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This research aims to define the effects of the civil-military divide on veteran employment and the extent to which the divide may be, in part, the root cause for many transition challenges facing veterans. This paper examines the divide as it stands today, its effects on employers and society, and specifically how it affects veterans transitioning from service to civilian work. Based on these effects, this paper makes recommendations for the government, employers, and veterans to outline ways forward and to ameliorate aspects of the gap that may be impeding employer and veteran success in leveraging this source of talent.
The King Foundation and a collaborative of funders commissioned the Center for a New American Security (CNAS) to assess the needs of veterans in the region to assist in planning future philanthropic investment by the Foundation and its partners. This report summarizes research conducted by CNAS researchers between August 2015 and February 2016, using a mixed-methods approach that included qualitative research on regional trends; quantitative research using data made public by the Department of Veterans Affairs (VA), the Department of Defense (DOD), and other agencies; a targeted survey of veterans in the region; and discussion groups with participants representing more than 50 organizations that serve those veterans.The following assessment attempts to answer the following research questions: What is the state of veterans in the DFW region? Where do needs exist among the DFW veteran population? How are the needs of veterans being met in the DFW region? What are the main efforts at meeting the needs of veterans? How does the coordination of existing services take place, and is there a collaborative structure in the region that guides investments, services, and the overall care?
"Charting The Sea Of Goodwill," conducts a comprehensive landscape analysis of the military and veteran-service organization space and its funding sources, and finds that while the support needed by more than 21 million veterans in America is growing, philanthropic support is fragmented and charitable contributions are not keeping pace. The authors of the report provide a comprehensive overview of the state of philanthropy for the military and veteran community from 2001 until now.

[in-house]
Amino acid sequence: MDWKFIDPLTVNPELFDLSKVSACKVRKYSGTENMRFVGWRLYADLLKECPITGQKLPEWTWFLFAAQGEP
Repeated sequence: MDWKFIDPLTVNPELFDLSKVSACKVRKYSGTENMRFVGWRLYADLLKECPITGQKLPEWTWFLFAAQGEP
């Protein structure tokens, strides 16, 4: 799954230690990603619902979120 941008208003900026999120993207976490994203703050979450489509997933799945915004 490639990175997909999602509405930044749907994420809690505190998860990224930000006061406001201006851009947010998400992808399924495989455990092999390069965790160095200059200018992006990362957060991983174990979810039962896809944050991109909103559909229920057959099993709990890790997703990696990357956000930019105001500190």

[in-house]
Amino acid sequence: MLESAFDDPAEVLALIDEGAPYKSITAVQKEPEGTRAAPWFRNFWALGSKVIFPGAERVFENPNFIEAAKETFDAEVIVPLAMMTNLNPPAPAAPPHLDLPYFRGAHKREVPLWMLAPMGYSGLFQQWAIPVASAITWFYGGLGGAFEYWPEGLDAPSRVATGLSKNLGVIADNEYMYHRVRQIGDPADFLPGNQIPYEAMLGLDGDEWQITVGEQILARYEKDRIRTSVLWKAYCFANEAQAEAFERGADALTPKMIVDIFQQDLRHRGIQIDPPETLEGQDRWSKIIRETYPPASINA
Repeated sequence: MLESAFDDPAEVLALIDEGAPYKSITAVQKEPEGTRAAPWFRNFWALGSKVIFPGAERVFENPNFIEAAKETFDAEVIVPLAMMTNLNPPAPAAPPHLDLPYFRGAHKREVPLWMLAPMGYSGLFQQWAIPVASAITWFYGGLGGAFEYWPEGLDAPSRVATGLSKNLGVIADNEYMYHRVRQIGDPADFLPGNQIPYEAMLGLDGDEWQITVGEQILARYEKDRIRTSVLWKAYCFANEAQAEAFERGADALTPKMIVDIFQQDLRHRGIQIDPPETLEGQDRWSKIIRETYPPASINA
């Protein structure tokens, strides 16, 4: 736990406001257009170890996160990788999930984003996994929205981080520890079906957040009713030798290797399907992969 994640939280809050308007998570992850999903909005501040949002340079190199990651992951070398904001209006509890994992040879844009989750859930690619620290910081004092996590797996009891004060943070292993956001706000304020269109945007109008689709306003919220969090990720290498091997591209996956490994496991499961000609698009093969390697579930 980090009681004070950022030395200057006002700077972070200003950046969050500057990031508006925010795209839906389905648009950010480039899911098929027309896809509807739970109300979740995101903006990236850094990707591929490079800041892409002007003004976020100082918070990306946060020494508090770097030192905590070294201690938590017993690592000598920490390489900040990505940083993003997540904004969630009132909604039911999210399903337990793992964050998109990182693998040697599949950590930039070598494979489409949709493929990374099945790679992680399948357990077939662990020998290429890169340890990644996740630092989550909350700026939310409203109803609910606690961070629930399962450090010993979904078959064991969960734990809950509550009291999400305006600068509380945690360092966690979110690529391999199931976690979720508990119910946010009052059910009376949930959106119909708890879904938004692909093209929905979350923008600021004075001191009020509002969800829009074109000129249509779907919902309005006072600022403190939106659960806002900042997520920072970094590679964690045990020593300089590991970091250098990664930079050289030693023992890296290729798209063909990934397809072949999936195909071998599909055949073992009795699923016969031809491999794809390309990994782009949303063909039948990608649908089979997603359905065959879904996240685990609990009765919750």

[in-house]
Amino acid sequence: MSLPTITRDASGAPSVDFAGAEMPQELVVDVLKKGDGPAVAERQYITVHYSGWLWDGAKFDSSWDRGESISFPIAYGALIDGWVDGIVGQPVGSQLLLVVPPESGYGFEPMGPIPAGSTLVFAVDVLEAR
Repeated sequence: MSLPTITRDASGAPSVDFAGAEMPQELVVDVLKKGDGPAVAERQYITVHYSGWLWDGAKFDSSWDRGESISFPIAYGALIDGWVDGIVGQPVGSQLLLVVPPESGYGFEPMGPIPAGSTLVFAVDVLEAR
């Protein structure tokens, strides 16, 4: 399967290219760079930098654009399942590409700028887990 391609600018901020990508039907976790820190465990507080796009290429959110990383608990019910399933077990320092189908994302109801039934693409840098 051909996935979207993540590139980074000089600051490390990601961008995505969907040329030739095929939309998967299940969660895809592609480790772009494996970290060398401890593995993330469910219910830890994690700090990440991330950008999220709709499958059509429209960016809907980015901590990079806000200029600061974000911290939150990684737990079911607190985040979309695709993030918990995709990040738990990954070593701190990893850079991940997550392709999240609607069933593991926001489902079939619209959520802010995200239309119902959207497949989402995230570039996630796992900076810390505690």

This assessment by the Center for a New American Security (CNAS) finds that Southwest Pennsylvania veterans are struggling with issues pertaining to education, access to benefits and economic security immediately after leaving military service. It also finds that the region's 235,000 veterans differ dramatically in how they feel about veterans benefits and their own well-being depending on whether they served before 9/11 or after. This mixed methods study provides a comprehensive portrait of veterans in Southwest Pennsylvania, one of the nation's largest and densest veterans communities. CNAS researchers used cutting-edge analytical tools from the Veterans Data Project to better understand the population, leveraging public data sets made available by DoD, VA, and the Census Bureau to understand macro-level trends in the area. In addition to this data, the CNAS team conducted interviews and working group discussions with individuals representing more than 50 public, private and nonprofit sector organizations serving veterans in the region, and conducted surveys of area veterans as well.
As the 2016 election cycle moves into full swing, four CNAS experts lay out a comprehensive overview of issues facing the veteran and military community and a plan with substantive recommendations for how the next President can best serve the veteran and military community.
In this report, the authors focus on the diverse challenges facing veterans in 12 states and communities that account for nearly one-third of all veterans nationwide. They report on the specific challenges of mental health care, employment, housing, family support, reintegration and legal matters with which veterans in the region are contending and propose steps to address them. Among their recommendations, Mr. Carter and Ms. Kidder urge private philanthropists, as well as public funders, to encourage communities to build collaboration and coordination mechanisms that allocate increasingly scarce resources efficiently and
In this brief, Senior Fellow Phillip Carter calls upon the Department of Veterans Affairs (VA) to expand its mental health care resources to meet the growing needs of veterans across the country. Although the VA will spend nearly $7 billion this year on mental health care for veterans, Mr. Carter argues that this is not likely to be enough. The report urges the VA to rely more on the private sector and work more closely with local community and private philanthropic organizations.